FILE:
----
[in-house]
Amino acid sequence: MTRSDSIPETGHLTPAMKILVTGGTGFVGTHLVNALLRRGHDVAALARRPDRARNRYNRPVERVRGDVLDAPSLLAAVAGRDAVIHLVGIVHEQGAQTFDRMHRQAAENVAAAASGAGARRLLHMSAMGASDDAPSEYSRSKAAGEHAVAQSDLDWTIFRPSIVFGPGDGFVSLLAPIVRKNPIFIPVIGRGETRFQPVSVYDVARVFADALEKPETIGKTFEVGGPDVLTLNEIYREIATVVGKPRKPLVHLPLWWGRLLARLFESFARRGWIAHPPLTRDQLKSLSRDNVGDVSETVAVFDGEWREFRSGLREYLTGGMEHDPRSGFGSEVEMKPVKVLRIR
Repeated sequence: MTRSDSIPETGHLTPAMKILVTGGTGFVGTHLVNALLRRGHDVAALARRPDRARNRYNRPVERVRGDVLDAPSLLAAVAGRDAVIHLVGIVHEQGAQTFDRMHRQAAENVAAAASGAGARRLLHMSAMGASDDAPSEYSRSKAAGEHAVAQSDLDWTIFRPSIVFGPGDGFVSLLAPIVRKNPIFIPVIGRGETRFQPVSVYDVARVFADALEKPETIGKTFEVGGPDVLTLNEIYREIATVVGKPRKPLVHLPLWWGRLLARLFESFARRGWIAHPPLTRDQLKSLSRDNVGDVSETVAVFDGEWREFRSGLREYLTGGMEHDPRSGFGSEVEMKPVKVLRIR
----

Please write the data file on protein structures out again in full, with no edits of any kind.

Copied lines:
[in-house]
Amino acid sequence: MTRSDSIPETGHLTPAMKILVTGGTGFVGTHLVNALLRRGHDVAALARRPDRARNRYNRPVERVRGDVLDAPSLLAAVAGRDAVIHLVGIVHEQGAQTFDRMHRQAAENVAAAASGAGARRLLHMSAMGASDDAPSEYSRSKAAGEHAVAQSDLDWTIFRPSIVFGPGDGFVSLLAPIVRKNPIFIPVIGRGETRFQPVSVYDVARVFADALEKPETIGKTFEVGGPDVLTLNEIYREIATVVGKPRKPLVHLPLWWGRLLARLFESFARRGWIAHPPLTRDQLKSLSRDNVGDVSETVAVFDGEWREFRSGLREYLTGGMEHDPRSGFGSEVEMKPVKVLRIR
Repeated sequence: MTRSDSIPETGHLTPAMKILVTGGTGFVGTHLVNALLRRGHDVAALARRPDRARNRYNRPVERVRGDVLDAPSLLAAVAGRDAVIHLVGIVHEQGAQTFDRMHRQAAENVAAAASGAGARRLLHMSAMGASDDAPSEYSRSKAAGEHAVAQSDLDWTIFRPSIVFGPGDGFVSLLAPIVRKNPIFIPVIGRGETRFQPVSVYDVARVFADALEKPETIGKTFEVGGPDVLTLNEIYREIATVVGKPRKPLVHLPLWWGRLLARLFESFARRGWIAHPPLTRDQLKSLSRDNVGDVSETVAVFDGEWREFRSGLREYLTGGMEHDPRSGFGSEVEMKPVKVLRIR